Dental models are three-dimensional reproductions of a patient’s teeth and gums, according to “Torres and Ehrlich Modern Dental Assisting.” Also called study casts, these models are valuable diagnostic tools for creating devices such as dentures or braces, or for making temporary crowns or mouth guards. Whatever the reason, making a permanent teeth model is easy to do, if you don’t mind having plaster in your mouth for a few minutes. You could do it yourself with a few pieces of equipment, or you could have your local dentist make a mold for you. It is painless and doesn’t take more than an hour to complete. With these models, the dentist can study a patient’s mouth at angles he or she cannot reach during a regular patient examination in the dental chair.
Things You’ll Need
- Alginate material, powder measure, water measure, medium-sized rubber bowl, beavertail-shaped wide-blade spatula
- Room-temperature water
- Sterile impression trays
- Disinfectant spray
- Moist paper towel
- Plaster, flexible rubber mixing bowl, metal spatula, water measure
- Bowl or tub
- Glass slab or tile
- Gypsum, water, laboratory knife
- Dental lathe, pumice
Steps to Create a Dental Model
- Mix the alginate impression material in the medium-sized rubber bowl (measure the amount of powder and water according to the manufacturer’s instructions) until it appears smooth and creamy. Wipe the prepared alginate material into the impression tray for the bottom arch of the mouth, and seat the tray on the patient’s bottom teeth until the material has set. It is very important not to use anything else but alginate in the mouth.
- Remove the bottom tray and then rinse, disinfect and wrap the impression in a slightly moist towel. Place the impression in a precaution bag, and take an impression of the upper arch of the mouth (picture 1).
- Measure 45 milliliters of water in a flexible rubber bowl and add 100 grams of dental plaster in steady increments. Allow the powder to settle into the water for about 30 seconds, and mix until the plaster is smooth and creamy in about 20 seconds. If you are taking your own impression instead of your dentist, you can use regular plaster that can be bought from any crafts supply store.
- Place the bowl of plaster mix on the vibrator (set to low or medium speed). Lightly press and rotate the bowl on the vibrator for no longer than two minutes. This is to vibrate the bowl so that air bubbles won’t form and ruin the cast. You can also shake the impression tray while pouring in the plaster, so that the air bubbles can escape.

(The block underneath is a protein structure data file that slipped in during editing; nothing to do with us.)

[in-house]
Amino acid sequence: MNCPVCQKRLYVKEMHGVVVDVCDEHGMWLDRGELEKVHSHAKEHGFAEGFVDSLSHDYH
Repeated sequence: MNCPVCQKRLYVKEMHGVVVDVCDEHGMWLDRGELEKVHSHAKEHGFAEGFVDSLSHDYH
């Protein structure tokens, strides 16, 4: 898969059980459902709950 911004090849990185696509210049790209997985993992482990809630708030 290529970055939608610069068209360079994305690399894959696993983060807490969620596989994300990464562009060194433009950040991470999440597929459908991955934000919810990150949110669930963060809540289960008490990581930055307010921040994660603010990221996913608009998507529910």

Hold the first impression tray by the handle and place the edge of the handle’s base on the vibrator. Dip the metal spatula into the plaster mix, pick up a small increment and place it in the back teeth of the impression until the material flows and covers the entire arch. Place the remaining plaster mix in the bowl onto a glass slab or tile in the form of a mound about 2 inches by 2 inches by 1 inch thick. Then, gently invert the impression onto this mound (the base of the dental model), and repeat the process for the second impression tray.
- Wait 45 to 60 minutes to separate the impressions from the models. Soak the bases of the models in a bowl or tub of water for at least five minutes. Trim the bottom of the base, the back, the sides and the front of the model of the top teeth. Allow the teeth of the top- and bottom-arch models to touch as they naturally would in the mouth, and trim the back sides of these models so they are even. Move on to the model of the bottom teeth: Trim the bottom of the base of this model, as well as the sides and front. (When the bottom and top arches are touching each other, the models together should stand 3 inches tall.) Lastly, trim diagonal cuts on the back corners of the models, again with the teeth of the two arches touching as they naturally would in the mouth.
Mix gypsum and water together and fill any holes in the bases of the models. When it hardens, remove excess with a laboratory knife. Polish with a dental lathe and pumice.
Tips & Warnings
- A commercial rubber mold can be used to help pour the base of a dental model (the mound) onto the glass slab or tile.
- When placing the impression tray gently into the base, make sure the handle is parallel to the glass slab or tile to ensure the base will be uniformly thick.
- Keep the freshly taken impression of the patient’s teeth moist, or else it could dry out and become distorted.
- While trimming the bases of the dental models, be careful not to trim away the actual anatomy of the patient’s teeth and gums.